What happens to engagement when you’re on a zero hour contract? How innovative are you when under surveillance? According to our recent research, one third of people say that a fear culture poses a leadership challenge in their organisation (and the other two thirds might just be too scared to admit it!) Trust plays a critical role in the innovation process, so reducing fear and managing the risks involved in being creative should be a top priority for business leaders.
Hierarchical, fear-based cultures paralyse organisations. Such cultures might sound antiquated, but surprisingly they are often found in new, digital-age companies. These businesses have transformed quickly from fast-paced, high-risk organisations to ones in which people watch their backs and fear for their job security. Often this shift is a reaction to rapid organisational growth; a failure to keep in touch with original values and culture combines with negative pressure to perform as markets mature and the gold rush wanes.
The current economic climate is also a significant influence on organisational cultures. When times are tricky, people tend to play it safe, reluctant to jeopardise their own reputation and livelihood. Yet the brave new world is for those that embody the 'fail fast, iterate quickly' approach, celebrating and learning from mistakes. For these businesses, failure is a bonus, a way of perfecting an approach and de-bugging future products, systems or services. And it’s not all about creating high-profile, big industry or product lead changes; an innovative organisation is one that encourages its people to constantly strive to implement value-creating ideas within their sphere of control, creating a culture of experimentation in which people aren’t constantly afraid of repercussions.
At Impact, we come across many individuals who have ideas that could truly revolutionise their organisations – were it not for the fact that they are too scared to challenge the status quo or put their head above the parapet. Senior leaders speak openly about encouraging innovation and supporting people who make mistakes, yet their behaviour and actions contradict this. Beholden to their shareholders and markets, such leaders inadvertently create a 'top-down fear culture'.
In contrast, an inspired and inspiring leader makes it their job to role model positive ways of supporting risk-takers, experimenters and those with new ideas. How refreshing would it be for your manager to say in your performance review: 'I'm expecting you to make mistakes 30% of the time, so let's find the problems as soon as possible and fix them; let's test what's possible, I trust you.' It would certainly make a change from micro-management, which is often the result of further micro-management higher up… quickly resulting in a deeply embedded fear culture.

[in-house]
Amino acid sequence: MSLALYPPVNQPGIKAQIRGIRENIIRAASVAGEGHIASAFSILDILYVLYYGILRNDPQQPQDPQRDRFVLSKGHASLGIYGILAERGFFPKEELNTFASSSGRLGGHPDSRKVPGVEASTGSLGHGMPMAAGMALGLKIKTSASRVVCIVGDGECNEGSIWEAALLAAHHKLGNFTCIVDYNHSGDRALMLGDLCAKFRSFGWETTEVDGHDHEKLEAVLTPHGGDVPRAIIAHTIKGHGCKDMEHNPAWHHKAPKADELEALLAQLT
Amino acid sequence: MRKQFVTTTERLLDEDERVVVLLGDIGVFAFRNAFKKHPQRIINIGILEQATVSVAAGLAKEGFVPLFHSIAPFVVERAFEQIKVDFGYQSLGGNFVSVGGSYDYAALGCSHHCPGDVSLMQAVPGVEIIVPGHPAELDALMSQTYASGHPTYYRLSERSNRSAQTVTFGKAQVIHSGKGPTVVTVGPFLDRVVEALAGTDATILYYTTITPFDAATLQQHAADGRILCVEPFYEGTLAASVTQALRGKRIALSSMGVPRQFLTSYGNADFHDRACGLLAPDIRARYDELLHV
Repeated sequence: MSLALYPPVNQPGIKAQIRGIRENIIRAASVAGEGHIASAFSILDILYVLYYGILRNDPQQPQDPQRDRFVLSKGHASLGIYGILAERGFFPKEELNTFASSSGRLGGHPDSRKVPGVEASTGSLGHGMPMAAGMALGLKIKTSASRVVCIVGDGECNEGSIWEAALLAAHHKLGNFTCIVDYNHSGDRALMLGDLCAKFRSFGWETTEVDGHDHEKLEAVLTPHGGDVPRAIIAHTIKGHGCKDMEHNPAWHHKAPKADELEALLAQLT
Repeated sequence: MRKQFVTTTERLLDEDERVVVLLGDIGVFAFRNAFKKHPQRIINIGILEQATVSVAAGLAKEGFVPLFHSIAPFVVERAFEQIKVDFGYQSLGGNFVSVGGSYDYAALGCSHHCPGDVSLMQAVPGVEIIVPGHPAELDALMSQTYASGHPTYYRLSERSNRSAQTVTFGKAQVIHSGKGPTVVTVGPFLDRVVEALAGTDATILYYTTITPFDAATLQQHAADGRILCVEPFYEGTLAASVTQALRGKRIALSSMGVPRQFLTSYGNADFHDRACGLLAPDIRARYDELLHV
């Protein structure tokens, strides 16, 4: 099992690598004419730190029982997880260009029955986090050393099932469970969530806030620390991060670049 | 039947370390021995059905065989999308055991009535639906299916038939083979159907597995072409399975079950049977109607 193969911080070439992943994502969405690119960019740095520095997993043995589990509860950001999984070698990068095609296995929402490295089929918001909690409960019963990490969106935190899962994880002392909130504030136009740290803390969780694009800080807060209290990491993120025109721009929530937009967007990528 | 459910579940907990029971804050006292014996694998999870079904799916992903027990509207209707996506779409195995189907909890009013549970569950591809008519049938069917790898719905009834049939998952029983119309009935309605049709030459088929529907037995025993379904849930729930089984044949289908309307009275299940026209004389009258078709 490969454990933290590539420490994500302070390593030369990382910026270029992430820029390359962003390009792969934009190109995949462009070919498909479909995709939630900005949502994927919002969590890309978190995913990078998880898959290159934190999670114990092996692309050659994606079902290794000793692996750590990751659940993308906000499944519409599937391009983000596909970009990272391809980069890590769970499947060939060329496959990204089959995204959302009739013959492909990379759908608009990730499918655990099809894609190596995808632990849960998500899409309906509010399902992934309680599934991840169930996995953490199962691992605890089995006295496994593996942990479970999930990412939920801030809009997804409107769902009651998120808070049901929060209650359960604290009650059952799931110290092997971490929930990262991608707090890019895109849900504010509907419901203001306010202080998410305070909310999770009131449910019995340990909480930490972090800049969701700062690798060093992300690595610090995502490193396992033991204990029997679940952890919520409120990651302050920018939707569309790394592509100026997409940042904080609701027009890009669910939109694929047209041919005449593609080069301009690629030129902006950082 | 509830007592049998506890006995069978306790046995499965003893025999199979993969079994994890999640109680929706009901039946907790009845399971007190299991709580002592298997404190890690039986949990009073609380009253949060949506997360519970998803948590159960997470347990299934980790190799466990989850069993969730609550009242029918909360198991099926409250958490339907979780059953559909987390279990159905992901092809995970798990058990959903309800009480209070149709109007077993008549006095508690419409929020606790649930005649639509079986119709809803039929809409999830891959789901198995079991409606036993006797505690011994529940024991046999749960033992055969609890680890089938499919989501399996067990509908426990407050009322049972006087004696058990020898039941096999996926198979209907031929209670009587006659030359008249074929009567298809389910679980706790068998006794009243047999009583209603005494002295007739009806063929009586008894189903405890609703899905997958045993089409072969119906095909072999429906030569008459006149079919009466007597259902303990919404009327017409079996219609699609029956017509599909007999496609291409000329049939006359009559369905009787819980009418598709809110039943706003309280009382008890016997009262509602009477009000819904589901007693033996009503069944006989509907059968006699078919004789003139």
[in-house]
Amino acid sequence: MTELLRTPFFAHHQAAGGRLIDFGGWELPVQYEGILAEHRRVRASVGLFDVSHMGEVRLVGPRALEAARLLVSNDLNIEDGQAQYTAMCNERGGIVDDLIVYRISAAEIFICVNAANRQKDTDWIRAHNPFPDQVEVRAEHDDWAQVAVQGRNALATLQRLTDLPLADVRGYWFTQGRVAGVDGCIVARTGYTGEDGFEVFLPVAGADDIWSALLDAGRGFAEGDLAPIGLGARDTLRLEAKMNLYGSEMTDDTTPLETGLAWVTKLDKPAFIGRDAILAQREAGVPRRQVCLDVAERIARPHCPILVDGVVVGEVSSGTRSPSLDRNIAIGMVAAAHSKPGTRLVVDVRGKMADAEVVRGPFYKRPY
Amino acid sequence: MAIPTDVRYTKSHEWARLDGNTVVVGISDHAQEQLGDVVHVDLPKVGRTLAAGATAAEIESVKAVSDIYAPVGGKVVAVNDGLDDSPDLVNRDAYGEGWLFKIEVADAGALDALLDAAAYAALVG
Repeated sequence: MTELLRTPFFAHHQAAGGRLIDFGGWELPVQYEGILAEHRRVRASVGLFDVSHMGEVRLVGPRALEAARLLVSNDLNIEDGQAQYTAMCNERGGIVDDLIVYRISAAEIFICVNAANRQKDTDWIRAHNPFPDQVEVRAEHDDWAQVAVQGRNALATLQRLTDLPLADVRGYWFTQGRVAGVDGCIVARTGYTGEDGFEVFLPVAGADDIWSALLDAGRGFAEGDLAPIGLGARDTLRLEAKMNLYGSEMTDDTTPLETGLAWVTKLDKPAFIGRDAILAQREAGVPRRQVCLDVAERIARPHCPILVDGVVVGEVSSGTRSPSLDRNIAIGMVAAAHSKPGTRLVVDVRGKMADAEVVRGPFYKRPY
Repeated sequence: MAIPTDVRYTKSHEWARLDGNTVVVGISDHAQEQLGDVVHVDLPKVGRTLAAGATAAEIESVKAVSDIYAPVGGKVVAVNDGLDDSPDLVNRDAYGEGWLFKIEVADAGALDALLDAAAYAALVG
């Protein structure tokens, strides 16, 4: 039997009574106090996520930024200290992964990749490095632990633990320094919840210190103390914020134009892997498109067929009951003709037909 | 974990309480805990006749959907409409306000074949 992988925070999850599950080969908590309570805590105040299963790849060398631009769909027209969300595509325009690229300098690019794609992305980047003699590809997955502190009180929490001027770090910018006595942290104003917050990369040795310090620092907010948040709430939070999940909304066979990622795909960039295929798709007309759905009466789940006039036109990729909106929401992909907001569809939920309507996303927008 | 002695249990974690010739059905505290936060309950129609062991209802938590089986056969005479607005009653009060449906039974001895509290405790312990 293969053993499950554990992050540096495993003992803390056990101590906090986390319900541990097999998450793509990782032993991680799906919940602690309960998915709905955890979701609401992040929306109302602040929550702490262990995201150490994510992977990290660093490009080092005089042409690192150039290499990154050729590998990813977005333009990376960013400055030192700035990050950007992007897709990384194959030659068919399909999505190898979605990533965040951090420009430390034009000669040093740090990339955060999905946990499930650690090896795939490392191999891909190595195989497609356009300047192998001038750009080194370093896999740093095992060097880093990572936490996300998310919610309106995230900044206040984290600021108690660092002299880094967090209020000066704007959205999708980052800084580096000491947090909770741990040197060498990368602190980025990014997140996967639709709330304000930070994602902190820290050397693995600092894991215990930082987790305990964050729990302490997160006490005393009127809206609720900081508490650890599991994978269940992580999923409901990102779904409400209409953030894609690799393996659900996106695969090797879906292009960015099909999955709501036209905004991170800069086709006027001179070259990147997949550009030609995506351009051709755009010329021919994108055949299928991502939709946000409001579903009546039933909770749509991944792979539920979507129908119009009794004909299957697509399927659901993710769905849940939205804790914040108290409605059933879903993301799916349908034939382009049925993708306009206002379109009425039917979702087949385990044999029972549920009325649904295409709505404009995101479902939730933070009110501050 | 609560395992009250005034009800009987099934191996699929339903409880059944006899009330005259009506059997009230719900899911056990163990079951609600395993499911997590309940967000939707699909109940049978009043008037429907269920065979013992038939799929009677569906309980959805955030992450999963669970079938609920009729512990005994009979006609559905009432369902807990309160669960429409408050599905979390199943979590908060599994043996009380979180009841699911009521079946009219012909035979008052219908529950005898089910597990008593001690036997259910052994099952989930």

Moving towards a culture built on trust rather than one driven by fear is not easy. Whatever your role or position, pro-actively challenging existing behaviours and mindsets requires bravery. Furthermore, gaining the support needed to address a top-down fear-driven culture can be particularly difficult when it is well-masked and the business seems to run successfully, or at least sufficiently, on auto-pilot.
However, an organisation that relies on fear is not sustainable. The war for talent will be won by those that provide a trusting, creative culture in which each person can flourish. Competitive edge will be gained by those organisations whose people are at liberty to experiment, fail, improve and succeed. And market share will be achieved by those who foster a collaborative approach to doing business, exuding confidence and trust as they co-create the best solutions and services.
Top tips for creating a brave new workplace
- Think about your recruitment policy: do you go for the safe choice who will comply with the systems, processes and management controls designed to minimise mistakes? What would happen if you went for rebels? The positive deviants, the rule breakers, the mavericks?
- Encourage challenging conversations. Don’t avoid disagreement – difficult conversations can stimulate progress.
- Develop leaders who are agile enough to flex and respond appropriately to rapidly unfolding situations, whilst retaining clarity of vision against which to make judgements.
- Never lose sight of your organisational values and culture – this is where it all starts.
- Encourage delegation and minimise micro-management.
- Be transparent – be prepared to share information and make sure to involve people in making the decisions that affect them.
- Don’t get hung up on metrics and policies. Use common sense and resist introducing endless rules and measurements that only serve to impede independent, creative thinking.
What's your experience?
Please use the comments section below to let us know your thoughts. What are the telltale signs of a fear culture in an organisation? Have you got any best practice you could share?
David Williams is Impact's Founder and CEO. You can connect with him here.